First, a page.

Hackney Hear prototype trial

On Sunday afternoon I set off to trial the first Hackney Hear, a prototype of the gps triggered sound app. I was pretty excited about it, the people behind it are also those behind the fantastic Hackney podcast who have wons awards for being just ace.

The email from Matt Hill (Project manager) said dress for all weathers, which seemed slightly ridiculous considering how nice the last few days had been, but a quick glance out the window before leaving showed the slight rain that was shortly due to turn into a downpour, so fortunately I grabbed a very big umbrella.

I met Francesca Panetta, director, Joe from Amblr (the tech behind the app) and a very damp Matt at Lock7, I was handed an iphone and a map and I set off.

A voice welcomed me to the tour then it began. The prototype is set around London Fields and Broadway Market, the audio was a mix of local history told by local people and background noises of the area.

F. Cooke, Broadway Market E8

F. Cooke, Broadway Market E8 photo by Emily Webber / London Shop Fronts

It started with Broadway Market taking in F.Cooke with Robert Cooke talking about the history of the shop and the market street. Walking along merged this into stories about the Laundry Room, the Dove and a brief history of films made in the area by the manager of the film shop.

Buster on Broadway Market, Photo by Chris Dorely Brown

All the time the background noise of the market was playing with people’s conversations dropping in and out, with the rain keeping everyone away it was a little like hearing ghosts.

After a nice snippet about the first zebra crossing, I walked into London fields where I was guided towards the statue that sits at the North East end for an ode to it.

Statue London Fields, photo by Emily Webber

Statue London Fields, photo by Emily Webber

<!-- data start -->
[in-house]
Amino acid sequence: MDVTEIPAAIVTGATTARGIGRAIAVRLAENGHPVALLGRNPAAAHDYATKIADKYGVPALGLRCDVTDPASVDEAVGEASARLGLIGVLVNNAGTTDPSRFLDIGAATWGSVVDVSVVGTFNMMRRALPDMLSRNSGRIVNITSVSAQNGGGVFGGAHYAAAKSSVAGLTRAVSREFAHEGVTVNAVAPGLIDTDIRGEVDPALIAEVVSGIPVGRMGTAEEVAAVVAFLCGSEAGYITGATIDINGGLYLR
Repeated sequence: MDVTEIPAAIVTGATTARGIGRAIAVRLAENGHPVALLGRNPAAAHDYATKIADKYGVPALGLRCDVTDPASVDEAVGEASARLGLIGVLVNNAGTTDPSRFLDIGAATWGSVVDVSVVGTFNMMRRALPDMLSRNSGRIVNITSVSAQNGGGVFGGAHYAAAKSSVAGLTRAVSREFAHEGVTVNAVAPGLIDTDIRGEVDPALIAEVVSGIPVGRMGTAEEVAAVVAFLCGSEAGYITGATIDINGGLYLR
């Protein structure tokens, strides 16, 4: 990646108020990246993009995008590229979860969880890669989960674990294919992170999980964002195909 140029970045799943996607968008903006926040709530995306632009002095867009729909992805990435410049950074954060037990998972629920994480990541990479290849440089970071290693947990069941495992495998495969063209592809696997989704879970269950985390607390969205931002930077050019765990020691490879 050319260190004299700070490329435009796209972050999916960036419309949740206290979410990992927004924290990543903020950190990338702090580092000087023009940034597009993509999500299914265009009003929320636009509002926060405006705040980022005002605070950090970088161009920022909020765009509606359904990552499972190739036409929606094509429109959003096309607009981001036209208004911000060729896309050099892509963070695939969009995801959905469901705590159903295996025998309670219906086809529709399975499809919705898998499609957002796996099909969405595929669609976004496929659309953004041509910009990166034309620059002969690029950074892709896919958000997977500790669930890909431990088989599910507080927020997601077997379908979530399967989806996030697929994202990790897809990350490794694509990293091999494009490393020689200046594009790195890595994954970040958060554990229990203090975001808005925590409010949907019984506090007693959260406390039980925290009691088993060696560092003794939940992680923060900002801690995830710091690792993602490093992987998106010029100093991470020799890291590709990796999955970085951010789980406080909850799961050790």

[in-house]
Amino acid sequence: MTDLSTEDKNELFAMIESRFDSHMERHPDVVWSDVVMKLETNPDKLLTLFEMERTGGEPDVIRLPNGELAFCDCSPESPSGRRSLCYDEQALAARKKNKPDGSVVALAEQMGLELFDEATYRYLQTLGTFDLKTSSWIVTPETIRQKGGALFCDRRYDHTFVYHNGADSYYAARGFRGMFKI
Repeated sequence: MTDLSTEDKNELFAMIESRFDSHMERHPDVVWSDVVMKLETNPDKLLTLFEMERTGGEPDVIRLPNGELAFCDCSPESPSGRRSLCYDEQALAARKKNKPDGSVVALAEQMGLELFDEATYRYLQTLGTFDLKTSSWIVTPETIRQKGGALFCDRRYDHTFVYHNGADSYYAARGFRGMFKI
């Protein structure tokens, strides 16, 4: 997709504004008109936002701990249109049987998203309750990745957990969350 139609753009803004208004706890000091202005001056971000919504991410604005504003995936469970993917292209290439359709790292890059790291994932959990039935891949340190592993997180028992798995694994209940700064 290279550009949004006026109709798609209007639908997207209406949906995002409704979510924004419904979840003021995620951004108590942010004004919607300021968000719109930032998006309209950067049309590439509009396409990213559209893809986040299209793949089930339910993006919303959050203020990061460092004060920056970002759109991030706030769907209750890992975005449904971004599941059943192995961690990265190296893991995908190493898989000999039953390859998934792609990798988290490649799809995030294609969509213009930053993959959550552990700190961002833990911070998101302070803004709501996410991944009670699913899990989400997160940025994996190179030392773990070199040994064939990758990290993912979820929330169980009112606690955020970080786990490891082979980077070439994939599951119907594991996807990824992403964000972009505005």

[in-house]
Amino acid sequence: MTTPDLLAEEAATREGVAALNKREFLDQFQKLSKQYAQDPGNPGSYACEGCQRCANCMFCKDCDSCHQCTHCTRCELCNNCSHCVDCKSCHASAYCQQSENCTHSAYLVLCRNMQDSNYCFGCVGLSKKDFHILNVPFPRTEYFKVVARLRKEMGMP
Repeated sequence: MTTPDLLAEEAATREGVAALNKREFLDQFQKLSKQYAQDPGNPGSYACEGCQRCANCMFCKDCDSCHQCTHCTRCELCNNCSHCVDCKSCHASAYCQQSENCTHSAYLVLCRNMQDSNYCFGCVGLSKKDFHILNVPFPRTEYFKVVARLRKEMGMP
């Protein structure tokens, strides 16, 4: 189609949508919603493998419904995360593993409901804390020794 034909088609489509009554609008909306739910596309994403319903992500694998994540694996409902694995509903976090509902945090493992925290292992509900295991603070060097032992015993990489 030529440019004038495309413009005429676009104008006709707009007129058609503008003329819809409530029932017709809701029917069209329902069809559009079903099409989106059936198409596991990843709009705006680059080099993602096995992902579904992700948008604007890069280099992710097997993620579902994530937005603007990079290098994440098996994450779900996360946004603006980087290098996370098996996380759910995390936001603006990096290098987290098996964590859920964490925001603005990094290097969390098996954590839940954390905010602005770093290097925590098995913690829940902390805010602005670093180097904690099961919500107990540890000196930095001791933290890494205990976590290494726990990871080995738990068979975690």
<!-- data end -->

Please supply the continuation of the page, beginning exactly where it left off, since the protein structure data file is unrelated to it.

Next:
My further meander around the park was accompanied by Tom Hunter talking about the squats of the 80s that he lived in and eviction parties; blending in with Iain Sinclair talking about Hackney’s grander days when the park was kept immaculate and people kept off the grass; poems about park benches and trees, talk of the lunatic asylums in Hackney’s past, and rounded off at the end of the park with a great song by Shane Solanski about the London Fields Lido. A wander back to the market and the route end allowed me to hear audio I had missed and re-listen to some I wanted to hear again.

London Fields, photo by Emily Webber

London Fields, photo by Emily Webber

Hackney Hear lived up to everything I had hoped it would be and more, the production quality was fantastic, the technical implementation was amazing and the stories and sounds were fascinating. I spent an hour wandering around trying to make sure I didn’t miss a thing, but when it finally gets out onto the app store I can see myself going back over previous steps finding that every listen takes you on a slightly different journey.

You can also have a listen as part of the Alpha Ville festival – if you can you really, really should.

If you want to be invited to future trials of Hackney Hear you can join the Friends of Hackney Podcast


  1. Hackney Hear have been nominated for the Radio Academy’s inaugural Technical Innovation Awards! They will be presenting the app at TechCon at the Radio Festival on 30 October.

    Good luck guys! 🙂

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